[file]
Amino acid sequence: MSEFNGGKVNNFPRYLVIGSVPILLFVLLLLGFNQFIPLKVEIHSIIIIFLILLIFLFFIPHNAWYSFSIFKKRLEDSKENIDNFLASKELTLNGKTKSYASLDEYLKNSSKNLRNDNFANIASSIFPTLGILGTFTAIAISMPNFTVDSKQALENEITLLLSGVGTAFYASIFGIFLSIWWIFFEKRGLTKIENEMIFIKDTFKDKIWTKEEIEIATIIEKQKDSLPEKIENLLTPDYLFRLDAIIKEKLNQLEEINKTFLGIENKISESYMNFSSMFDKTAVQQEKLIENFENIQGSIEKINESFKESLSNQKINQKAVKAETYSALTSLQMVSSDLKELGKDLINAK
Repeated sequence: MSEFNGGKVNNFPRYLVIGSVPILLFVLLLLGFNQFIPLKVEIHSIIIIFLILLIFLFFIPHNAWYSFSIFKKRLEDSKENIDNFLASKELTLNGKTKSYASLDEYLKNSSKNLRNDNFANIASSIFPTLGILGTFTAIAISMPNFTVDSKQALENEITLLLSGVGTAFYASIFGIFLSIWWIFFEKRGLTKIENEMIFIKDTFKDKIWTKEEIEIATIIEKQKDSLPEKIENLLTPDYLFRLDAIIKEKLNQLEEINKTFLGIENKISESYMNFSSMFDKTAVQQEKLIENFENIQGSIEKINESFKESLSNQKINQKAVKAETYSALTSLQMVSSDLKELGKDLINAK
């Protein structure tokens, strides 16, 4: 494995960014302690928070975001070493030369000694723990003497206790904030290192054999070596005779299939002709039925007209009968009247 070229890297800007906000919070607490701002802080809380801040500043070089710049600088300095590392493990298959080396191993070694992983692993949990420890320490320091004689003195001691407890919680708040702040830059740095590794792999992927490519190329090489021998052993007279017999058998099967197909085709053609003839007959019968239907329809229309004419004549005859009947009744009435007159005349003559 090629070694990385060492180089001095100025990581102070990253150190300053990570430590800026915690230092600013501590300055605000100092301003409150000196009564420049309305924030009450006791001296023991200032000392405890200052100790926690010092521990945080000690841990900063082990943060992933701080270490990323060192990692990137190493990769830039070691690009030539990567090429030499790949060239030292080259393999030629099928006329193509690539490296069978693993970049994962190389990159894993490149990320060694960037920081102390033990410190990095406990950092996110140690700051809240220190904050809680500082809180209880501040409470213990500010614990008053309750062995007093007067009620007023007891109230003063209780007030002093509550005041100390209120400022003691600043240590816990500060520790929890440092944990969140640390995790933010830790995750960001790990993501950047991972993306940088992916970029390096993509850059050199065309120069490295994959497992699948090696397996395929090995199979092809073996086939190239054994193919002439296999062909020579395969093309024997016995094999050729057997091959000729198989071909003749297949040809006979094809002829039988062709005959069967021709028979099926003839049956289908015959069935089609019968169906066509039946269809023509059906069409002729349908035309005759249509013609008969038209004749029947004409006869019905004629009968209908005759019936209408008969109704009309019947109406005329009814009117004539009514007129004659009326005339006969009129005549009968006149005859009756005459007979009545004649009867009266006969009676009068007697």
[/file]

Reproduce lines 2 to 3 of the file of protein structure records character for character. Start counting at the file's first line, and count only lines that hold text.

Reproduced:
Repeated sequence: MSEFNGGKVNNFPRYLVIGSVPILLFVLLLLGFNQFIPLKVEIHSIIIIFLILLIFLFFIPHNAWYSFSIFKKRLEDSKENIDNFLASKELTLNGKTKSYASLDEYLKNSSKNLRNDNFANIASSIFPTLGILGTFTAIAISMPNFTVDSKQALENEITLLLSGVGTAFYASIFGIFLSIWWIFFEKRGLTKIENEMIFIKDTFKDKIWTKEEIEIATIIEKQKDSLPEKIENLLTPDYLFRLDAIIKEKLNQLEEINKTFLGIENKISESYMNFSSMFDKTAVQQEKLIENFENIQGSIEKINESFKESLSNQKINQKAVKAETYSALTSLQMVSSDLKELGKDLINAK
């Protein structure tokens, strides 16, 4: 494995960014302690928070975001070493030369000694723990003497206790904030290192054999070596005779299939002709039925007209009968009247 070229890297800007906000919070607490701002802080809380801040500043070089710049600088300095590392493990298959080396191993070694992983692993949990420890320490320091004689003195001691407890919680708040702040830059740095590794792999992927490519190329090489021998052993007279017999058998099967197909085709053609003839007959019968239907329809229309004419004549005859009947009744009435007159005349003559 090629070694990385060492180089001095100025990581102070990253150190300053990570430590800026915690230092600013501590300055605000100092301003409150000196009564420049309305924030009450006791001296023991200032000392405890200052100790926690010092521990945080000690841990900063082990943060992933701080270490990323060192990692990137190493990769830039070691690009030539990567090429030499790949060239030292080259393999030629099928006329193509690539490296069978693993970049994962190389990159894993490149990320060694960037920081102390033990410190990095406990950092996110140690700051809240220190904050809680500082809180209880501040409470213990500010614990008053309750062995007093007067009620007023007891109230003063209780007030002093509550005041100390209120400022003691600043240590816990500060520790929890440092944990969140640390995790933010830790995750960001790990993501950047991972993306940088992916970029390096993509850059050199065309120069490295994959497992699948090696397996395929090995199979092809073996086939190239054994193919002439296999062909020579395969093309024997016995094999050729057997091959000729198989071909003749297949040809006979094809002829039988062709005959069967021709028979099926003839049956289908015959069935089609019968169906066509039946269809023509059906069409002729349908035309005759249509013609008969038209004749029947004409006869019905004629009968209908005759019936209408008969109704009309019947109406005329009814009117004539009514007129004659009326005339006969009129005549009968006149005859009756005459007979009545004649009867009266006969009676009068007697």